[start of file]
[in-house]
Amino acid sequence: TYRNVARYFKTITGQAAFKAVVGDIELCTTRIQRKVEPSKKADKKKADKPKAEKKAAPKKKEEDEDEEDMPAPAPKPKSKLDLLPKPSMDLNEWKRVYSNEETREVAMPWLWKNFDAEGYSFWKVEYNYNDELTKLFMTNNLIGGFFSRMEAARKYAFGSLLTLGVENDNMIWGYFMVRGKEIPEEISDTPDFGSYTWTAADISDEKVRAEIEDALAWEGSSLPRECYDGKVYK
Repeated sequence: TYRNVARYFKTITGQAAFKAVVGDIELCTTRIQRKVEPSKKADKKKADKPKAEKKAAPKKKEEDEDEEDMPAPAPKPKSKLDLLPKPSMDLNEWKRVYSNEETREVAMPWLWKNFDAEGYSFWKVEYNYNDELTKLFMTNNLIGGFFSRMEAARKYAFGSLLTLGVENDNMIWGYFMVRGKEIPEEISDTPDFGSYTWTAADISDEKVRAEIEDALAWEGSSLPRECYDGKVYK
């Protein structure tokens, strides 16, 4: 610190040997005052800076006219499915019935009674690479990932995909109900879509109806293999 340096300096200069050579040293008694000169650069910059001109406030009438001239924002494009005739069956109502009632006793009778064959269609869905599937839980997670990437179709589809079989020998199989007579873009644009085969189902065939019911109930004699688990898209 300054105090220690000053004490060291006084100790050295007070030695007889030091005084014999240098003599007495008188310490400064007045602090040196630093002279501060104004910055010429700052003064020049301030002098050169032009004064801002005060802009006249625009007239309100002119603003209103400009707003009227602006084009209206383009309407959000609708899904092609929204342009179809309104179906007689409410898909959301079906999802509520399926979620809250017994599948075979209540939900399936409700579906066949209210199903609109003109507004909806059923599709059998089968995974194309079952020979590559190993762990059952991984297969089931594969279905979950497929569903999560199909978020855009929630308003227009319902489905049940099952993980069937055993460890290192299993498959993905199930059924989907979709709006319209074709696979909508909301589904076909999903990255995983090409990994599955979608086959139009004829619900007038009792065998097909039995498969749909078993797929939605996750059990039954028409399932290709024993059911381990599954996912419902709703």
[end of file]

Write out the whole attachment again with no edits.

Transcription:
[in-house]
Amino acid sequence: TYRNVARYFKTITGQAAFKAVVGDIELCTTRIQRKVEPSKKADKKKADKPKAEKKAAPKKKEEDEDEEDMPAPAPKPKSKLDLLPKPSMDLNEWKRVYSNEETREVAMPWLWKNFDAEGYSFWKVEYNYNDELTKLFMTNNLIGGFFSRMEAARKYAFGSLLTLGVENDNMIWGYFMVRGKEIPEEISDTPDFGSYTWTAADISDEKVRAEIEDALAWEGSSLPRECYDGKVYK
Repeated sequence: TYRNVARYFKTITGQAAFKAVVGDIELCTTRIQRKVEPSKKADKKKADKPKAEKKAAPKKKEEDEDEEDMPAPAPKPKSKLDLLPKPSMDLNEWKRVYSNEETREVAMPWLWKNFDAEGYSFWKVEYNYNDELTKLFMTNNLIGGFFSRMEAARKYAFGSLLTLGVENDNMIWGYFMVRGKEIPEEISDTPDFGSYTWTAADISDEKVRAEIEDALAWEGSSLPRECYDGKVYK
């Protein structure tokens, strides 16, 4: 610190040997005052800076006219499915019935009674690479990932995909109900879509109806293999 340096300096200069050579040293008694000169650069910059001109406030009438001239924002494009005739069956109502009632006793009778064959269609869905599937839980997670990437179709589809079989020998199989007579873009644009085969189902065939019911109930004699688990898209 300054105090220690000053004490060291006084100790050295007070030695007889030091005084014999240098003599007495008188310490400064007045602090040196630093002279501060104004910055010429700052003064020049301030002098050169032009004064801002005060802009006249625009007239309100002119603003209103400009707003009227602006084009209206383009309407959000609708899904092609929204342009179809309104179906007689409410898909959301079906999802509520399926979620809250017994599948075979209540939900399936409700579906066949209210199903609109003109507004909806059923599709059998089968995974194309079952020979590559190993762990059952991984297969089931594969279905979950497929569903999560199909978020855009929630308003227009319902489905049940099952993980069937055993460890290192299993498959993905199930059924989907979709709006319209074709696979909508909301589904076909999903990255995983090409990994599955979608086959139009004829619900007038009792065998097909039995498969749909078993797929939605996750059990039954028409399932290709024993059911381990599954996912419902709703």